It is January 20 and the temperature outside is 35 degrees. We are watching the inauguration and my wife mutes the TV to ask, “Is that a lawnmower I hear?” She gets up from the couch and moves to the window. “It is! She’s mowing the lawn!” Our neighbor; our eccentric, neat-freak neighbor. She is taking a swing along the no-climb farm fencing that demarcates our two very different ideas about lawn care. She pauses to get off of her lawn tractor to pick up a few small limbs that have fallen from our Douglas Firs and throws them over onto our side. As in the autumn, when she blows the leaves that have fallen from our Big Leaf Maple back through the fence, we, and our native sword ferns are grateful for the future humus.
One really wouldn’t need to see a fence to know where one property ends and the other begins, as our yards could not be any different. We have visible weeds in the somewhat longish grass; they spray herbicide on their lawn, and during warmer weather, they mow twice a week. In fact, sometimes she mows in the morning, and when the husband comes home from work, he mows again. In the dryness of July, the dust flies. We say they are mowing their dirt. We have big, old, messy, trees that keep much of our yard and house in shade; their house sits out in what may be best compared to a five-acre golf course fairway with neatly manicured small bushes and trees. We have gopher and mole mounds dotting our property, some right up to the fence; their soil must be so compacted from the constant mowing that no rodent or even worm can make passage. Along the north side of their property another neighbor has a row of smaller firs, The canopy of these trees comes over onto their side of the fence, or would, if the woman did not get up on a ladder each year and trim them flush with the fence line.
It may not be surprising that we have never spoken to these neighbors in the five years we have lived here. Initially, we thought it was because we didn’t get off on the right foot. After we purchased the property, we assessed that several Maples in the yard were at the end of their life cycles, as there was significant evidence of disease. In that these trees were sixty-feet tall, they were a hazard and had to be removed. The tree removal company did the work while we returned to Chicago to finalize the move. Upon our return, the arborist related a phone call from the neighbor, complaining about the amount of leaves and small branches that had fallen onto their property. He said that she was livid, even though he had assured us that he had done his best to clean up after the work. We thought about going over to apologize for the inconvenience, but something about their landscaping, a meticulousness, told me it would be fruitless. We thought it better just to stay out of their way as best we could.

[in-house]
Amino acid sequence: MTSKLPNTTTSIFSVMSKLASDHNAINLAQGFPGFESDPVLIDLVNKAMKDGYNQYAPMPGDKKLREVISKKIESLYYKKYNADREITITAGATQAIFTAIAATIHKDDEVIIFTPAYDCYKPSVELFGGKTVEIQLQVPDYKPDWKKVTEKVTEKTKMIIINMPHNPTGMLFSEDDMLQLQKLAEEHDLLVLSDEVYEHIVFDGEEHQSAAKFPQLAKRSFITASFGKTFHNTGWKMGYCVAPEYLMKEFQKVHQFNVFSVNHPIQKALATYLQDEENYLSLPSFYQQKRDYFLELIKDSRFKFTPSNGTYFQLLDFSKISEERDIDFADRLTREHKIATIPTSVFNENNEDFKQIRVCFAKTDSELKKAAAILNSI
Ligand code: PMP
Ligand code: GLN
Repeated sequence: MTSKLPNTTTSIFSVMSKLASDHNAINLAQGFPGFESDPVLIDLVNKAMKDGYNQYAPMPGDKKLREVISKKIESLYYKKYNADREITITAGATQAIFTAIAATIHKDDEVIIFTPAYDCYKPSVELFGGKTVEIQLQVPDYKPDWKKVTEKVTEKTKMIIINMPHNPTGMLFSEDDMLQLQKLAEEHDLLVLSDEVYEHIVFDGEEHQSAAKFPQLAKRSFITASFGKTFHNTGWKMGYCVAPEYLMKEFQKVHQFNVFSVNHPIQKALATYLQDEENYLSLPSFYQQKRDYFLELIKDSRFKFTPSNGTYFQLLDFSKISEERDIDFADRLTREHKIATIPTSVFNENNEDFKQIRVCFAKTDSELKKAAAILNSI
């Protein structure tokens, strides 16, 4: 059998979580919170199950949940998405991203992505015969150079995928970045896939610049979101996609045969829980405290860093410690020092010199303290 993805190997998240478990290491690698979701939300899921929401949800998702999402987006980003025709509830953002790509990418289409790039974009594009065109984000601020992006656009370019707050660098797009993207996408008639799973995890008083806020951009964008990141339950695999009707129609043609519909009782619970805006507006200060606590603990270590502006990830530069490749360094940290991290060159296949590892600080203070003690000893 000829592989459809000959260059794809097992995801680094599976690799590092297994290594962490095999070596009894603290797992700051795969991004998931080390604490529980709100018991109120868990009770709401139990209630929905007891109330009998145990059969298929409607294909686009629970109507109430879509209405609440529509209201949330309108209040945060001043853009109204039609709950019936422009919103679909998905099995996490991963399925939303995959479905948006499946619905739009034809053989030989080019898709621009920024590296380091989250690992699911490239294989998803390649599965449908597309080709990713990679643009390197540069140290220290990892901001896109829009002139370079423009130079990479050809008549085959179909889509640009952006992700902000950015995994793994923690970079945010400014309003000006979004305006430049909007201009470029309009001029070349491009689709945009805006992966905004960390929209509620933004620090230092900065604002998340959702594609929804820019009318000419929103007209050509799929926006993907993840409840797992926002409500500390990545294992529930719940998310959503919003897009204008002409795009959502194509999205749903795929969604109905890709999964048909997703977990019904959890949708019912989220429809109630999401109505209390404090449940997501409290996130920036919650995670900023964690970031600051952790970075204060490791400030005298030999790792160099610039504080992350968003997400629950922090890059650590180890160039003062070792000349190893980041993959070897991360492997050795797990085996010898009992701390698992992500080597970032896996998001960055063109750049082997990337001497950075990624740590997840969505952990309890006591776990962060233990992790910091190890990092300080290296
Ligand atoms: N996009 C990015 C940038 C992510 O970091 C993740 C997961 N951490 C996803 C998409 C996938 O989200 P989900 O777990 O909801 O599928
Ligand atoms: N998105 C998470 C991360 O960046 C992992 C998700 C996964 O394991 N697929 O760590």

Believe me, if circumstances were different, I would go over and clean up the fallen limbs and leaves myself, but truth be told, I am afraid of stepping foot on their property. I worry that there may be a litigious side to their personalities. We took this into account when we had the old, decaying apple trees removed that threatened to fall in the next strong east wind and land on one of their outbuildings. The same arborist did the job, with one hitch: a big branch of one tree had to come down onto their property. In the process, part of the fence was crushed a bit. I was able to repair the fence quite easily, and once the limb was cut up and removed from their lawn, I personally went over the fence (feeling like a criminal all the while) and cleaned up everything except the wood chips that lay mixed into the grass. That evening I saw the husband raking the area with a vigorous disdain that suggested someone had defiled his yard with human excrement.
My wife shares my worry that at some point in the future we might have legal problems with these neighbors. And, since she likes to cover all of the bases in such matters, she thought it would be prudent to get a survey of our property. The surveyors marked the boundaries with four-foot wooden stakes that are spray-painted neon pink at the top. They can be seen from two-hundred yards away. The one stake that caught our attention was the one by the road between the two properties. As it turns out, our neighbor’s fence is a full six inches on our property! It is with glee that we leave that marker in place.
As I look out across our yard and make note of the tree limbs and downed trees that I have yet to remove after our last wind storm, I wonder what our neighbors must think of us. I suspect it is with more than a modicum of disdain. My attitude: those limbs aren’t going anywhere, and they’re certainly not doing any more harm than what has already been done; I’ll eventually get to them. The limbs would be long gone were they to be on our neighbor’s property, for they are, besides being a bit wacky, certainly industrious. I watch in awe as they set to cutting, splitting and stowing four cords of wood in one day’s time. They paint their house and outbuildings every year. The man is a master car-restorer and has a 1964 olive Chevy Nova that I covet. No, they cannot be all bad, for on more than one occasion, just as the sun is setting and their day in their yard is finished, I have seen them walk back to the house holding hands.